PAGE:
Utshashumek Project: Atlantic Salmon Conservation through Aboriginal Ecological Knowledge

Monday, August 18, 2014: 5:00 PM
303A (Centre des congrès de Québec // Québec City Convention Centre)
Soazig Le Breton , Agence Mamu Innu Kaikusseht, Sept-Îles, QC, Canada
Catherine Béland , Agence Mamu Innu Kaikusseht (AMIK), Sept-Îles, QC, Canada
Léo St-Onge , Agence Mamu Innu Kaikusseht (AMIK), Sept-Îles, QC, Canada
Claire Pédrot , Agence Mamu Innu Kaikusseht (AMIK), Sept-Îles, QC, Canada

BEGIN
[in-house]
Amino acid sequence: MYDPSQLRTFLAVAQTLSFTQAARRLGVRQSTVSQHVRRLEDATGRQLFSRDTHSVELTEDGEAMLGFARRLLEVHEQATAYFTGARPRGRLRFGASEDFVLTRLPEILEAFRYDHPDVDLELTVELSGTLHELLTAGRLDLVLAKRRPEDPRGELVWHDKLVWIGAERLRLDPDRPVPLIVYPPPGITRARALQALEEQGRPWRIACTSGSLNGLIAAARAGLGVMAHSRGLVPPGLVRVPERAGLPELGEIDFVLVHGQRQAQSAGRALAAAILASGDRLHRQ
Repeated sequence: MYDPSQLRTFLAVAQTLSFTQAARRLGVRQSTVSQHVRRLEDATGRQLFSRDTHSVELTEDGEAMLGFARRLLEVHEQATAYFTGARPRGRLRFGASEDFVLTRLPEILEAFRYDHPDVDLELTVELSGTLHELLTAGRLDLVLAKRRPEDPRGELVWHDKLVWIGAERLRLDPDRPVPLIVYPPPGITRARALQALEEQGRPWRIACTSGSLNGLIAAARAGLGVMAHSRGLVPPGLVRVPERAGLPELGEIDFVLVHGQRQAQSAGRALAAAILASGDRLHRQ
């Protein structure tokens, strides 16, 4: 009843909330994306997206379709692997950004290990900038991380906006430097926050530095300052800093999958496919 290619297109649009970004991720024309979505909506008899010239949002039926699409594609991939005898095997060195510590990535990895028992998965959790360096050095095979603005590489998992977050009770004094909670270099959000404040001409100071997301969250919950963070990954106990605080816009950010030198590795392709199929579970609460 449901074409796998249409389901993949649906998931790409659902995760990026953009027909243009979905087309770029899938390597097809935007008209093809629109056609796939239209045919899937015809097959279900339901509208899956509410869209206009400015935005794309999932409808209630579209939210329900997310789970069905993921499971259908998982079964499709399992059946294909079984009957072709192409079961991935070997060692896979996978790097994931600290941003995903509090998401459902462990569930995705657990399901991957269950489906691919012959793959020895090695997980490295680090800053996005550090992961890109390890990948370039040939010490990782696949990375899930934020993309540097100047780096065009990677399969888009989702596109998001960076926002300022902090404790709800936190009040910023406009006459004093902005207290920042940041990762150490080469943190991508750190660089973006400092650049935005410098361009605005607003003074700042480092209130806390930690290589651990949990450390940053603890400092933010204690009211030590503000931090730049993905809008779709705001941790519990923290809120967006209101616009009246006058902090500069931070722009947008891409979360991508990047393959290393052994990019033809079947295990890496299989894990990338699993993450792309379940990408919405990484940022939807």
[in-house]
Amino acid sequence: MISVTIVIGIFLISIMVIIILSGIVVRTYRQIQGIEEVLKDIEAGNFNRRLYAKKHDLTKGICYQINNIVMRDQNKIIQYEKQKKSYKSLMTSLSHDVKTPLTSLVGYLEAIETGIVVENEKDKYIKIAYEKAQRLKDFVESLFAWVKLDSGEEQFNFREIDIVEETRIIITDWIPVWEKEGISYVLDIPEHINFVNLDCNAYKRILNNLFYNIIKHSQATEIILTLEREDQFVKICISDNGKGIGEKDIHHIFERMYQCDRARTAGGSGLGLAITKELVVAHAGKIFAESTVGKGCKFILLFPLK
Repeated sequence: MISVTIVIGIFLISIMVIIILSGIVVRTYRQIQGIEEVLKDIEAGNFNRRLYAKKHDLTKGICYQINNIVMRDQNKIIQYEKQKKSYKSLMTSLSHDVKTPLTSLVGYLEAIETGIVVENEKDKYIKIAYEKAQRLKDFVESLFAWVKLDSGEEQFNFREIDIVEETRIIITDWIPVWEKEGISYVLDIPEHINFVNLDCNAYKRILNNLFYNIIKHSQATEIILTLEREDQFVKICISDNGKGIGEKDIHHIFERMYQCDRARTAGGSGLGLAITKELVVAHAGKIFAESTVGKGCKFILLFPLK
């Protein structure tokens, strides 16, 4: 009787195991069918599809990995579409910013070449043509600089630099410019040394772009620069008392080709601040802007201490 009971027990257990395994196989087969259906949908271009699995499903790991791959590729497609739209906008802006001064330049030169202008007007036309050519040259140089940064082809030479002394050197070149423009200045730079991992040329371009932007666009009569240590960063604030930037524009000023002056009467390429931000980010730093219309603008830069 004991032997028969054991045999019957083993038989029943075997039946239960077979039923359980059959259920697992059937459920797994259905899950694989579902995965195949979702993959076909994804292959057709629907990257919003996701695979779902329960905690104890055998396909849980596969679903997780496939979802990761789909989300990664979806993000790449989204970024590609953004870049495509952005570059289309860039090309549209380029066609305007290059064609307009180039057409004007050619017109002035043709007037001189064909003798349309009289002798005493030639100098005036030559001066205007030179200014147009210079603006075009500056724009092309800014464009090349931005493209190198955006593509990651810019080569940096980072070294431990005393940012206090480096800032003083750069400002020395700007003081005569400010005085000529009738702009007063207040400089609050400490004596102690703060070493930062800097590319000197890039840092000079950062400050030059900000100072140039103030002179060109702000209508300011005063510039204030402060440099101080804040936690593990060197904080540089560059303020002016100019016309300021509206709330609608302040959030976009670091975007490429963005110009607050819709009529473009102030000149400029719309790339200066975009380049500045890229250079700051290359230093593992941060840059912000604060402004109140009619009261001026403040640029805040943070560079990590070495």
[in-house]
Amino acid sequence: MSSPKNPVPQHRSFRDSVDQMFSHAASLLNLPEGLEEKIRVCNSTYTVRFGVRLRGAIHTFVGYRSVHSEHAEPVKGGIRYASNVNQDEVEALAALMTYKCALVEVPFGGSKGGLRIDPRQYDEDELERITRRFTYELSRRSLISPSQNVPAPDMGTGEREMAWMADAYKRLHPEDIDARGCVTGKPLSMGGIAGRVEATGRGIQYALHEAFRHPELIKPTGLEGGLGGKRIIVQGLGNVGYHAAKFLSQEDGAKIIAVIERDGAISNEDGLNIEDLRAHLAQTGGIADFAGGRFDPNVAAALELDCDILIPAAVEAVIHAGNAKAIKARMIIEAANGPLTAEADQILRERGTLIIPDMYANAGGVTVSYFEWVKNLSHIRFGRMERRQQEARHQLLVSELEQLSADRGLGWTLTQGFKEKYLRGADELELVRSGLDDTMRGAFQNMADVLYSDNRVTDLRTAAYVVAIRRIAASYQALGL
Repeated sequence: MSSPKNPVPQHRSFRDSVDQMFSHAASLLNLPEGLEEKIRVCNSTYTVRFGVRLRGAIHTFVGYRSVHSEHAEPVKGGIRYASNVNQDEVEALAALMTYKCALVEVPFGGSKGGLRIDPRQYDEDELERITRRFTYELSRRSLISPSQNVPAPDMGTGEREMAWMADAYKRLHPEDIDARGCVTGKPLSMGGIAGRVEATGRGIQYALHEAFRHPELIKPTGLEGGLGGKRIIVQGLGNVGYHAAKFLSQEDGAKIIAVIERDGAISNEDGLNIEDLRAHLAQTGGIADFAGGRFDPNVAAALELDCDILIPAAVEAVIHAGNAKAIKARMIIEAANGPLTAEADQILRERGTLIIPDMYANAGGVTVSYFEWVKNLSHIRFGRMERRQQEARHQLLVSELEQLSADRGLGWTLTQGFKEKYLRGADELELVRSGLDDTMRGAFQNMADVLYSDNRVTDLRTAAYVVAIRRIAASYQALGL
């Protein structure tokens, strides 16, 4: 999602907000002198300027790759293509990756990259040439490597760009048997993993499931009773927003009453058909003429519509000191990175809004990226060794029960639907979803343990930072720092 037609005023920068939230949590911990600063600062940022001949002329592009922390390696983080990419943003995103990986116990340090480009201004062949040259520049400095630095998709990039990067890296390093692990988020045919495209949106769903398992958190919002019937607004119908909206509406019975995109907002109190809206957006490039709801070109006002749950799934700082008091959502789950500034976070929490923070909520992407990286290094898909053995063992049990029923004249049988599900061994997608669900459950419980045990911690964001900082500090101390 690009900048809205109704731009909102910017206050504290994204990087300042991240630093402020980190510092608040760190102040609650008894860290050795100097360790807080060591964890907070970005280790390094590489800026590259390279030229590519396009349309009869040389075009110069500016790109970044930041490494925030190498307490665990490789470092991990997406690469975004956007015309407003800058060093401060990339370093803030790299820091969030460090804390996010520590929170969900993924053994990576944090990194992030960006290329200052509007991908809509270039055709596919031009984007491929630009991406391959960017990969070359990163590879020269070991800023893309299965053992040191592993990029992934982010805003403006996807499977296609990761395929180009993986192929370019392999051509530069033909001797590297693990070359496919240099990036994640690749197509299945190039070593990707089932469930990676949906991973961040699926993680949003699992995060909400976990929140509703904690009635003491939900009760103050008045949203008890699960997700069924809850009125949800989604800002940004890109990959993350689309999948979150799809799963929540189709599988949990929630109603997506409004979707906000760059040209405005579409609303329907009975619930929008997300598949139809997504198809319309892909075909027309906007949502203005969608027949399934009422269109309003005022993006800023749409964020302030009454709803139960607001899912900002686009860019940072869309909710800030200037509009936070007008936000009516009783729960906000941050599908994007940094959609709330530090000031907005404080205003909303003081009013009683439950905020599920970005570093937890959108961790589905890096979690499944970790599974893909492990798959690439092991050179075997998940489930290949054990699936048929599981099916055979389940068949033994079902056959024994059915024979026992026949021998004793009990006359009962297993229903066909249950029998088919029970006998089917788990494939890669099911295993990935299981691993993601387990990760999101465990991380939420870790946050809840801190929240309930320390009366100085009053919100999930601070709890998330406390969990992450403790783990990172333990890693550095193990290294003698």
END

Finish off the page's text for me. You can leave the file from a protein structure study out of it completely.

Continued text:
For millennia, Atlantic salmon has been a basic staple and cultural emblem for Quebec North Shore Innus. While the change from a nomadic to a more sedentary lifestyle diminished their dependence towards salmon as a means of subsistence, most communities still practice traditional fishing. In a context of diminishing funding for public research, integrating Innu traditional knowledge into management cycles should be improved, to ensure that the practices implemented favor salmon conservation. This is especially important as Atlantic salmon is a current candidate for inscription on the Species at Risk Act. Since regaining legal access to their rivers in the 1970s, Innu communities manage salmon fisheries, using a mix of traditional and modern practices. This project, which took place in seven communities along the St-Lawrence Estuary and Gulf, gathered traditional knowledge by interviewing elders, fishermen, outfitters and managers. The data gathered spanned fishing and management practices. Participants were encouraged to share historical as well as current knowledge, and to identify trends in salmon populations and behavior. As well as writing up the first region-wide portrait of salmon use by Innus, the project identified model practices, problems and recommendations, linked to Innu fishing and management practices.